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USA Pavilion, Milan Expo 2015

Dignitaries on ‘Boardwalk’ made from Coney Island Boardwalk wood during May 1st opening ceremony of USA Pavilion, Milan Expo 2015. Photo via USA Pavilion at Expo Milano 2015 Facebook

One day in the not too distant future, the wooden Coney Island Boardwalk may exist only in recycled form, far away from the People’s Playground, in venues frequented mostly by the privileged classes. The May 1st opening of the Milan Expo provides a window into that future. The Expo’s $60 million USA Pavilion boasts a 300-foot walkway said to be made of repurposed ipe wood from the Coney Island Boardwalk.

“The middle floor is a boardwalk, boardwalks have historically been avenues of food and community, and fun too!,” writes Dorothy Cann Hamilton, the President of the Friends of USA Pavilion at Expo Milano 2015. “We were able to purchase the actual Coney Island boardwalk after Hurricane Sandy.”

Milan Expo USA Pavilion Rendering

Architects rendering of Milan Expo’s USA Pavilion featuring a walkway of Coney Island Boardwalk wood. The $60 million pavilion project was privately funded by the James Beard Foundation, International Culinary Center and the American Chamber of Commerce in Italy. Biber Architects, New York

The project’s architect James Biber of Biber Architects, a New York City-based architecture firm, said in an interview on the Pavilion’s website that “Americans’ fascination with the road inspired our boardwalk concept, which is really the backbone of the whole experience. Visitors will take a trip through the USA Pavilion – up the boardwalk and back down – and constantly be on the move.”

Meanwhile, in Brooklyn, wooden sections of the Brighton Beach end of the Boardwalk are being torn up to be replaced with a walkway made of recycled plastic lumber and a 10-foot wide concrete “carriage lane” for so-called “emergency vehicles.” The $10 million pilot project is seen as the City’s plan for the future of the entire boardwalk, except for a few blocks in the amusement district that will continue to be made of ipe wood.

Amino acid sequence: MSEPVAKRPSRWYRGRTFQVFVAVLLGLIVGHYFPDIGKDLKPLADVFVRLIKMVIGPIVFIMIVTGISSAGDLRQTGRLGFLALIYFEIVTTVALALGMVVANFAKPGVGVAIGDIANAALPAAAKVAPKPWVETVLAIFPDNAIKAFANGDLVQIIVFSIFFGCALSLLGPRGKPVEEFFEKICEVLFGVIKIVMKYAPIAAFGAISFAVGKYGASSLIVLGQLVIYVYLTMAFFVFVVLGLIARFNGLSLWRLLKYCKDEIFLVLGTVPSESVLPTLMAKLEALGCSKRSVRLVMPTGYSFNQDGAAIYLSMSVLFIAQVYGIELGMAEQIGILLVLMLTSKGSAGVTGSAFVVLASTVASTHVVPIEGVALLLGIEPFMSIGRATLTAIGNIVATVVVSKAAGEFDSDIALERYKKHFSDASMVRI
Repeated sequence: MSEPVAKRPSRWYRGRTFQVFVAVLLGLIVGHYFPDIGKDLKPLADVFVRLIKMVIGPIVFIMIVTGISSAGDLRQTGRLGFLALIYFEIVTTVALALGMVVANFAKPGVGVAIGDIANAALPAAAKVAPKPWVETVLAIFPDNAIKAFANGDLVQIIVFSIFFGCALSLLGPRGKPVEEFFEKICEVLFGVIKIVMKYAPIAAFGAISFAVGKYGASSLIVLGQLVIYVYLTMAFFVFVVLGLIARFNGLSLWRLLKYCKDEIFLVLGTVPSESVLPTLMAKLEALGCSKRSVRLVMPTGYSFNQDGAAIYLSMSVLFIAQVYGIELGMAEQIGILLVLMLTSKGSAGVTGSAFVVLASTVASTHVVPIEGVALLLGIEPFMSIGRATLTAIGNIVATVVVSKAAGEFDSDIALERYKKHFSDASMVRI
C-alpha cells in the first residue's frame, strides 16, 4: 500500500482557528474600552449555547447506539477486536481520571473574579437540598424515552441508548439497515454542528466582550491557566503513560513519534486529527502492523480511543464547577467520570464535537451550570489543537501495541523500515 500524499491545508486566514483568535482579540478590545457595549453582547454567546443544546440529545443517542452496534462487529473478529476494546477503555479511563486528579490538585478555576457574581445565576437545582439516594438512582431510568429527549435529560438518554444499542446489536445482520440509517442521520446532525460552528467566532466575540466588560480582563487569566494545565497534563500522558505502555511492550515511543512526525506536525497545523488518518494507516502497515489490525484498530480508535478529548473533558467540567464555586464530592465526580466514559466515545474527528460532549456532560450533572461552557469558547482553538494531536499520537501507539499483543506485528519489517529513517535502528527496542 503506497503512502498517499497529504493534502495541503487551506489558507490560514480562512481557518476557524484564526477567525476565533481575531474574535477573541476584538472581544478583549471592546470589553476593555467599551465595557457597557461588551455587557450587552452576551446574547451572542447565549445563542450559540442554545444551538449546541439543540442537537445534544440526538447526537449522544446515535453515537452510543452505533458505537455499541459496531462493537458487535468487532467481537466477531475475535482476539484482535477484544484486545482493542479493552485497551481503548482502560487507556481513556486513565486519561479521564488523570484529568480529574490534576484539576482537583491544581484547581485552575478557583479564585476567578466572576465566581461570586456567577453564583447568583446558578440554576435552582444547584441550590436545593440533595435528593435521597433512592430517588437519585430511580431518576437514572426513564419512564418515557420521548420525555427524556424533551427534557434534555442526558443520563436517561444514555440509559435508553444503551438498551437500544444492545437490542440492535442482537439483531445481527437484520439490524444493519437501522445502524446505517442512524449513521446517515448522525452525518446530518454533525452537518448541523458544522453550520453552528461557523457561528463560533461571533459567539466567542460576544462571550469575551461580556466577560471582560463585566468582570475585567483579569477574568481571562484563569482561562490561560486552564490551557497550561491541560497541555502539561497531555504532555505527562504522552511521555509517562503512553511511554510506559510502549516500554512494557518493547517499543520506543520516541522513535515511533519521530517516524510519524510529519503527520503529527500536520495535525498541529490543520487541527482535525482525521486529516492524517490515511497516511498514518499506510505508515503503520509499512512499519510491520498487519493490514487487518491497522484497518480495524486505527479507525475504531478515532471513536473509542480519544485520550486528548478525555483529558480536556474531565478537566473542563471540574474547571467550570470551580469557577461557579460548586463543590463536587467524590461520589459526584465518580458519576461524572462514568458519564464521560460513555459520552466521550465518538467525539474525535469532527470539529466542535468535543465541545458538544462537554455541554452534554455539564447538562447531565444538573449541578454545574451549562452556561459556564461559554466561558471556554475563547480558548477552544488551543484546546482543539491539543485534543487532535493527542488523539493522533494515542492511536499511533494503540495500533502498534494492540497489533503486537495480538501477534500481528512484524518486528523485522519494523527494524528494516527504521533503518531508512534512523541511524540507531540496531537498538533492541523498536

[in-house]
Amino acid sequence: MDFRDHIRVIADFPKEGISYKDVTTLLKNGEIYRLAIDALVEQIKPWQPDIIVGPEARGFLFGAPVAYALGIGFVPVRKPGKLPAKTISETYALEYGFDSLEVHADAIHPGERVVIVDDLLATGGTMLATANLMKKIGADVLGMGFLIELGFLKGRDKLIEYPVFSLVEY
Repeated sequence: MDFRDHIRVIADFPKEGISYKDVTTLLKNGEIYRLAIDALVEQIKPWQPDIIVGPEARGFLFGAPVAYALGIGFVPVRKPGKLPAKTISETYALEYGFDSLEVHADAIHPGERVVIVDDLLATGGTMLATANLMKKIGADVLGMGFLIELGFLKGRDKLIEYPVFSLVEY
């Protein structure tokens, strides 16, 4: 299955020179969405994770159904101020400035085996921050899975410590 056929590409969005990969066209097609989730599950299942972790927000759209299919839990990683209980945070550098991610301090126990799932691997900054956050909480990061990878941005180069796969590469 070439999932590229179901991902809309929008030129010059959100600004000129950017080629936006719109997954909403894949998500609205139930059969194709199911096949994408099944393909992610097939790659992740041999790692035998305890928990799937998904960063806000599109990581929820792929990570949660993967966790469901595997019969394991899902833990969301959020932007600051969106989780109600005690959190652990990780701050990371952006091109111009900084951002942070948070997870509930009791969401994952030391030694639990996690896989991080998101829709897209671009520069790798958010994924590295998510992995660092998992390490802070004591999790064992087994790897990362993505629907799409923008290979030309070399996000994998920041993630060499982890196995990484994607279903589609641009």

And Coney Island’s heroic City Councilman Mark Treyger is trying to persuade the City’s Landmarks Commission that the Boardwalk should be declared a Scenic Landmark despite a previous rebuff.

Boardwalk

Boardwalk Reconstruction in Brighton Beach, where a new plastic and concrete ‘boardwalk’ is set for completion in May 2016. Photo by Lonnie Luchnick via Friends of the Boardwalk Facebook

The Parks Department’s page about the Coney Island Boardwalk Reconstruction at Brighton Beach says “Replacing this portion of the boardwalk (Coney Island Avenue to Brighton 15th Street) using hardwoods could destroy some 6,000 acres of tropical rainforest, while 45,200 acres would be destroyed to reconstruct the entire boardwalk.” But instead of opting for a treated wood such as Kebony, which has been used at Delaware’s Bethany Beach Boardwalk (Parks claims Kebony is “only available in Europe”), or a wood over concrete substructure like Ocean City, Maryland, the City went for the cheapest and least aesthetically pleasing –a concrete and plastic surface.

Boardwalk reconstruction

Parks Dept rendering of boardwalk reconstruction underway in Brighton Beach. a 10-foot-wide concrete carriage lane will be included in the 50-foot-wide boardwalk.

The Milan Expo project caught our eye a few months ago via a dramatically titled news story “Sandy-ravaged Coney Island boardwalk turned into showpiece.” Coney Island Boardwalk, the brand, commands attention, and rescuing discarded boards to make into something new and beautiful is commendable. But in fact, the Coney Island Boardwalk was NOT ravaged by Sandy but survived intact, though the same can’t be said for the neighborhood or Steeplechase Pier.